MARCH 2011 E-NEWSLETTER

posted Mar 9, 2011, 12:38 PM by Glenda Durano   [ updated Mar 26, 2011, 4:36 PM ]

COMMUNITY COLLEGE CONSIDERATIONS

     Some people tend to look down on community college, but if that’s where God wants you, then that’s the perfect place to be.  In fact, one source estimates that over 45% of all college freshmen end up at community college. Community college is a great place to start, and if you are seeking an Associate’s Degree, a great place to finish.

     There are several issues to examine when considering the community college experience.  First, every student needs to take ownership of his experience.  Community college is “real college” and if this is what God has you, then you should participate with your full being.  Second, because of economics, some students enroll part-time but this path, unless absolutely necessary, may lead to a lack of commitment on the student’s part. Commitment is vital for a successful education.  Third, for those who are using community college as a place to pick up prerequisites and proceed to a four-year school, remember, everything counts. Be proactive in your education experience and take advantage of the excellent, personalized education available at many community colleges.

     Cost is one of the primary reasons that families consider community college.  According to the American Association of Community Colleges, the average cost of tuition for a community college is $2,272 versus $5,836 for a four-year public institution.  Most community colleges also feature smaller classes, which can be a real plus in the learning environment.   Additionally, if a student has no clue what he wants to study, community college offers a good place to explore various fields at a considerably lower price tag. 

     On the downside, transferring from community college to another university after two years can be stressful, and there aren’t as many scholarships available for transfers as for freshmen.  If you do plan on taking this route, however, make sure every class will transfer to your second institution.  Some schools don’t transfer in credits with labs or classes in your major, so be very mindful of the four-year institution’s credit transfer policy.  Another possible downside is that, according to the National Center for Educational Statistics, 63% of students are part-timers at community college and only 15% of part-time students finish their degree.  (In contrast, 64% of full-time students at community colleges graduate within 6 years.)  Again, it relates to a student’s commitment to his education.  Finally, college is about more than education.  It’s a transition into adulthood.  Sometimes, that transition can actually be more difficult if a student is still living at home.  That determination, however, is completely dependent upon the three-way relationship between the student, the parent, and the Lord.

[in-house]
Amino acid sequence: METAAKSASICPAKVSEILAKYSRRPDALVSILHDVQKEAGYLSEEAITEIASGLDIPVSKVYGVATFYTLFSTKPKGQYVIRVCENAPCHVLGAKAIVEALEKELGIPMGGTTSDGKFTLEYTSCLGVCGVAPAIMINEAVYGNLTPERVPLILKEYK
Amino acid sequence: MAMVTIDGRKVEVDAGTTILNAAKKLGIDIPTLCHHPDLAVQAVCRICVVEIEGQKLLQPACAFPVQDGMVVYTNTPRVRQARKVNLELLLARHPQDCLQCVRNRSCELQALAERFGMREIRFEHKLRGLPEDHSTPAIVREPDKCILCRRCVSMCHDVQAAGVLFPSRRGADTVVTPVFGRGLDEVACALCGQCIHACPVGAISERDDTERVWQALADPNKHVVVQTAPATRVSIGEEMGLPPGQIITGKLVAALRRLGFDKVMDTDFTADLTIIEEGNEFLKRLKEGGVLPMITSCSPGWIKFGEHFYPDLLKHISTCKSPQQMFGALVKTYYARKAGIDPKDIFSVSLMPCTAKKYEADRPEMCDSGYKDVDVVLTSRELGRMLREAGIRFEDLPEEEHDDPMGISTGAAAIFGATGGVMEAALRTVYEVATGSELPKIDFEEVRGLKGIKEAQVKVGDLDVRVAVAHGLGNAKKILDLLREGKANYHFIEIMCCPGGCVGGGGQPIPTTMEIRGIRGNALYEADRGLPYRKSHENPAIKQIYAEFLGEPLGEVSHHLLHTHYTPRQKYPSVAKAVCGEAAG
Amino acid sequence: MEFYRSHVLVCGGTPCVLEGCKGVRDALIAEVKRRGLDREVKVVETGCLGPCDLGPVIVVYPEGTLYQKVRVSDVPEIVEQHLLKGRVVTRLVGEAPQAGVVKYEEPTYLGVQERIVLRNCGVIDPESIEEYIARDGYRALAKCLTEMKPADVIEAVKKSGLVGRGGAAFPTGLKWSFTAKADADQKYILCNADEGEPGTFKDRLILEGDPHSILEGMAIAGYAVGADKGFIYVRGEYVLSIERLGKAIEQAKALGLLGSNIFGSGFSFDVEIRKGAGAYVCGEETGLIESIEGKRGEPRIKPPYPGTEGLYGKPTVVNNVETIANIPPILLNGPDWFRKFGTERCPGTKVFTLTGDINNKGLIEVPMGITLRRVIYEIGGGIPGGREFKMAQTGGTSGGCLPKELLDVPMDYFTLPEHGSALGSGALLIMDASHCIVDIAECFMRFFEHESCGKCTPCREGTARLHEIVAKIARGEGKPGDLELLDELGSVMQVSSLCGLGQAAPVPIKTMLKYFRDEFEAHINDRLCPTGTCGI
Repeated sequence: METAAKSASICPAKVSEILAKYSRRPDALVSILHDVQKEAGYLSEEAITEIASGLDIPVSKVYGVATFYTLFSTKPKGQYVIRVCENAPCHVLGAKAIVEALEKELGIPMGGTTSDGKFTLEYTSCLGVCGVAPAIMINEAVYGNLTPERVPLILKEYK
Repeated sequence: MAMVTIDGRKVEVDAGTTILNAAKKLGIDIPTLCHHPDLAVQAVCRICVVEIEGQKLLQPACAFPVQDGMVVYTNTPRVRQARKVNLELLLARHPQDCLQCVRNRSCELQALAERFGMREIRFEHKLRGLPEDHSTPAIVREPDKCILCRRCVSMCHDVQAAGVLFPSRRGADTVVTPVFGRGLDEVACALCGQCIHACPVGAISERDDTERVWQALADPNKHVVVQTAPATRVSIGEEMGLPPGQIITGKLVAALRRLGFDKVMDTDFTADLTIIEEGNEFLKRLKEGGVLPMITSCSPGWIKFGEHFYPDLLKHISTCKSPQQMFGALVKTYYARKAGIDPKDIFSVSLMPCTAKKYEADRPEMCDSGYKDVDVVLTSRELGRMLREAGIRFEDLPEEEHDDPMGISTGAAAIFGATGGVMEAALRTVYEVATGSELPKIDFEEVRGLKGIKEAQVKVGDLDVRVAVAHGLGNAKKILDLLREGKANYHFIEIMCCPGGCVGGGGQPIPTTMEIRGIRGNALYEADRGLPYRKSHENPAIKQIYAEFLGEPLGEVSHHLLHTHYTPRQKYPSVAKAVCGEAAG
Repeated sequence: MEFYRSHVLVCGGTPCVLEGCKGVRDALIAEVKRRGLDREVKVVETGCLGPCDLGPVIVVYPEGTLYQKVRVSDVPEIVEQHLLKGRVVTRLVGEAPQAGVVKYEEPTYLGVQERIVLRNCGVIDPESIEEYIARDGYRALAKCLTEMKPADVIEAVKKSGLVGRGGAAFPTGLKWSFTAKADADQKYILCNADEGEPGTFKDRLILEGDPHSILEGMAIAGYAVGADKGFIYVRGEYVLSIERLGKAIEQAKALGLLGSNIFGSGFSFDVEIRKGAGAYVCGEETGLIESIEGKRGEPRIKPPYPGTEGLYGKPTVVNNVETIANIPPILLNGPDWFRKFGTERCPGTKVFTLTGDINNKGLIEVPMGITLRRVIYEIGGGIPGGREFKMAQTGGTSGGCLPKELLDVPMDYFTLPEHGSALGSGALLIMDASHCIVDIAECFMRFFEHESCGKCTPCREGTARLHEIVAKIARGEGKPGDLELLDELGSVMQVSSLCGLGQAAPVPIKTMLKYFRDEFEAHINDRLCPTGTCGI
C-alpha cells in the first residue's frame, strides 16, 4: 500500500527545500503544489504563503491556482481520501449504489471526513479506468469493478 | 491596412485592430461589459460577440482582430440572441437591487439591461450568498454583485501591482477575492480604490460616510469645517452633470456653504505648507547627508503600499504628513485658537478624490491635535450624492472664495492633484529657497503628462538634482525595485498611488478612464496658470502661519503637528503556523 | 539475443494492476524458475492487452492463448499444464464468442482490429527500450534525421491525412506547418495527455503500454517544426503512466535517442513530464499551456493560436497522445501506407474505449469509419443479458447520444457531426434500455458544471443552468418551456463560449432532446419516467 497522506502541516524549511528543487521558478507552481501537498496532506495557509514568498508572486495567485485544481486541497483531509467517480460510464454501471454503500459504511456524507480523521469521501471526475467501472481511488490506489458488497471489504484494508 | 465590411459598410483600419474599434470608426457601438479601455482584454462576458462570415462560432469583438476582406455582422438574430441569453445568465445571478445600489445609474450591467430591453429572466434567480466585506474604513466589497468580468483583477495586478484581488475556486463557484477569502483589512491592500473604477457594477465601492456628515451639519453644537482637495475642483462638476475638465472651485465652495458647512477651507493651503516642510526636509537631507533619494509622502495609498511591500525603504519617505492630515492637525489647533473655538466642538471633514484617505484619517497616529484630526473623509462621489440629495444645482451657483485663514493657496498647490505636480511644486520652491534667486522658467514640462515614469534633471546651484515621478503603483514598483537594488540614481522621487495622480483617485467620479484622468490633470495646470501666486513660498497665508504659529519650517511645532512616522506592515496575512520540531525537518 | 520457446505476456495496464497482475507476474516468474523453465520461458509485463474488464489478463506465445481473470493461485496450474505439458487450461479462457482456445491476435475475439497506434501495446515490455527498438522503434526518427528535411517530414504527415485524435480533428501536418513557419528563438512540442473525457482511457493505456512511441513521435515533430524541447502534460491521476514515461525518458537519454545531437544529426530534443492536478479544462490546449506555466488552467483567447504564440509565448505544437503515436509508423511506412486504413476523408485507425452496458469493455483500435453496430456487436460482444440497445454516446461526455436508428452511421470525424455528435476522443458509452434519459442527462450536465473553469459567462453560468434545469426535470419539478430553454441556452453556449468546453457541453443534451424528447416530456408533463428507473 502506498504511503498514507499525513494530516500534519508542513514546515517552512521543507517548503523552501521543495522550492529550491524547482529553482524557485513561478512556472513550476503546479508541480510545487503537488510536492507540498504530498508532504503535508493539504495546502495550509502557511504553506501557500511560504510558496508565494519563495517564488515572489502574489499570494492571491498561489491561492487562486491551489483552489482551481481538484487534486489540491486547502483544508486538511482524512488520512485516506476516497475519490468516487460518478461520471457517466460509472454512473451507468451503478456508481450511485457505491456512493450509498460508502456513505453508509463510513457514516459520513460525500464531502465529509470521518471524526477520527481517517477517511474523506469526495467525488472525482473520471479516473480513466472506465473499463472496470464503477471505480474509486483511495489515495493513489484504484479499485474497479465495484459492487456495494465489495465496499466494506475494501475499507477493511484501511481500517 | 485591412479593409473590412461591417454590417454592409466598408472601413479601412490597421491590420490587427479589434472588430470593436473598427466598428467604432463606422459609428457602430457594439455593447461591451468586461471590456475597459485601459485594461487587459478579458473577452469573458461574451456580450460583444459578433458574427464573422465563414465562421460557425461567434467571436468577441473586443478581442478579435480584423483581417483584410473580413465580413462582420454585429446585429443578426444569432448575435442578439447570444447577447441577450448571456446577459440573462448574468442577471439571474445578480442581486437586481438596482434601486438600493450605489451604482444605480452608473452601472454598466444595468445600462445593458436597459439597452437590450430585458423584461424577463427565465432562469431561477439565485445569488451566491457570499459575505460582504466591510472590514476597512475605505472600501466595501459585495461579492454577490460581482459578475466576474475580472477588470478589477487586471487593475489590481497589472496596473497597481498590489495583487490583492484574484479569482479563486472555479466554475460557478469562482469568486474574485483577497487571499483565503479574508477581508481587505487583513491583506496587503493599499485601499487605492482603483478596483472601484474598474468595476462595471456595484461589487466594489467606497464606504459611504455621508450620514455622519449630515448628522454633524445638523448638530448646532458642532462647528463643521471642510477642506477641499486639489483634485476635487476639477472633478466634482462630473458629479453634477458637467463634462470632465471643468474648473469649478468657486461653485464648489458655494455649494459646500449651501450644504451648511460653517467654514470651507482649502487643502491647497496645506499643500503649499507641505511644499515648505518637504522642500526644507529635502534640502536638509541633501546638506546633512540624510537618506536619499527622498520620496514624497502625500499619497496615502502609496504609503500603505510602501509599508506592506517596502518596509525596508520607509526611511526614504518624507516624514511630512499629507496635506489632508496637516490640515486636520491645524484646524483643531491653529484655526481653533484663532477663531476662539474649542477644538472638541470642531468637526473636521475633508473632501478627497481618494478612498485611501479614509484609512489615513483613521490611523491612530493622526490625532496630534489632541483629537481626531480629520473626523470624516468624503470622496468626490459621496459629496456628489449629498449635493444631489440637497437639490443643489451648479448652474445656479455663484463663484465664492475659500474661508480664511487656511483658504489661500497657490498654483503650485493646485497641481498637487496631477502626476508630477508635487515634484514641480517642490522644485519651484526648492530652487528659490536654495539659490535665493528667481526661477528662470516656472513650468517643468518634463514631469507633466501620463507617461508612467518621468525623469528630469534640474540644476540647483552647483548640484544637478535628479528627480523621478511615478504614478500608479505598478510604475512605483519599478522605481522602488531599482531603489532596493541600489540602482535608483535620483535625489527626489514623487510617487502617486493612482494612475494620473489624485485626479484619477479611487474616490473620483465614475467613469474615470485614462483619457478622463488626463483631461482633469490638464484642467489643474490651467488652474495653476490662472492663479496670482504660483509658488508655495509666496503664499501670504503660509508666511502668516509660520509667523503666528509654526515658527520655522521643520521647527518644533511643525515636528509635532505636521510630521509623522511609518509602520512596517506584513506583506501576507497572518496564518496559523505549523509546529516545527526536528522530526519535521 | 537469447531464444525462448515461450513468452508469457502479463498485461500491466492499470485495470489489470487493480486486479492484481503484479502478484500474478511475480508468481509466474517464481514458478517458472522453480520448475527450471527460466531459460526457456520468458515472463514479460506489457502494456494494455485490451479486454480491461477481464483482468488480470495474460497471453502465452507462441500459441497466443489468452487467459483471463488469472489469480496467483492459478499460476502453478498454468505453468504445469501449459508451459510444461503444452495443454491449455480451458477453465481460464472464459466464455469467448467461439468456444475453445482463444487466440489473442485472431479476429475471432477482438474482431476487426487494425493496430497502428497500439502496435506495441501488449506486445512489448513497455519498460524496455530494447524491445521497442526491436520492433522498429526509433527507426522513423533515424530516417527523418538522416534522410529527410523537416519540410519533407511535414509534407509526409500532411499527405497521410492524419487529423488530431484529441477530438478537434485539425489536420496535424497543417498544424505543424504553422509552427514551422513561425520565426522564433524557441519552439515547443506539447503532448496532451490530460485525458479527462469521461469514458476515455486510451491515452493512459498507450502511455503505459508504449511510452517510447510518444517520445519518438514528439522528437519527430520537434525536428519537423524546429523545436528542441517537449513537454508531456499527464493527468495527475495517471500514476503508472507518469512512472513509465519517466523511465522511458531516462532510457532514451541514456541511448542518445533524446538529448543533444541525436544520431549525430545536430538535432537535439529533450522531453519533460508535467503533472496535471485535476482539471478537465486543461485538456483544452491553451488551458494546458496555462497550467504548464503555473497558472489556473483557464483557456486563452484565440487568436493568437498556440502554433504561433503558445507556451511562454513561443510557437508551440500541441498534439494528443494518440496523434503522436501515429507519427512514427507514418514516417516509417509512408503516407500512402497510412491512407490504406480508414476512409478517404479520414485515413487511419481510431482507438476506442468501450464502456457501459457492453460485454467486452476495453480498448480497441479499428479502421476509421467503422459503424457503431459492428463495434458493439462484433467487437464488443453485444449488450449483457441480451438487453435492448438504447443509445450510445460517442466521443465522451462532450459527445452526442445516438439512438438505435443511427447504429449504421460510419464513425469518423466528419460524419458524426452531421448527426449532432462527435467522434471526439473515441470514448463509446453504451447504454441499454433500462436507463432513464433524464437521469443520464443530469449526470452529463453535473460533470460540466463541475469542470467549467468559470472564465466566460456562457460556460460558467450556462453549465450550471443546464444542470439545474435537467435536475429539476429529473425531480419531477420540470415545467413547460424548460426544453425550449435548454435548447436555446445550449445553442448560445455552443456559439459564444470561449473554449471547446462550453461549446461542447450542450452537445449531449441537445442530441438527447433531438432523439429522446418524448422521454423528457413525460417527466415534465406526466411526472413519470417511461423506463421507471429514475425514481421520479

What’s my recommendation?  Pray.  Seek the Lord’s heart on what He has for your college education, and surrender this decision (like all others) to Him.

     For more information, please feel free to contact me through my website at www.competitivecollegecoaching.com.  For weekly encouragement and bits of advice, have my blog delivered to you by email.  Subscribe to thecollegeadvisor.blogspot.com

 

Comments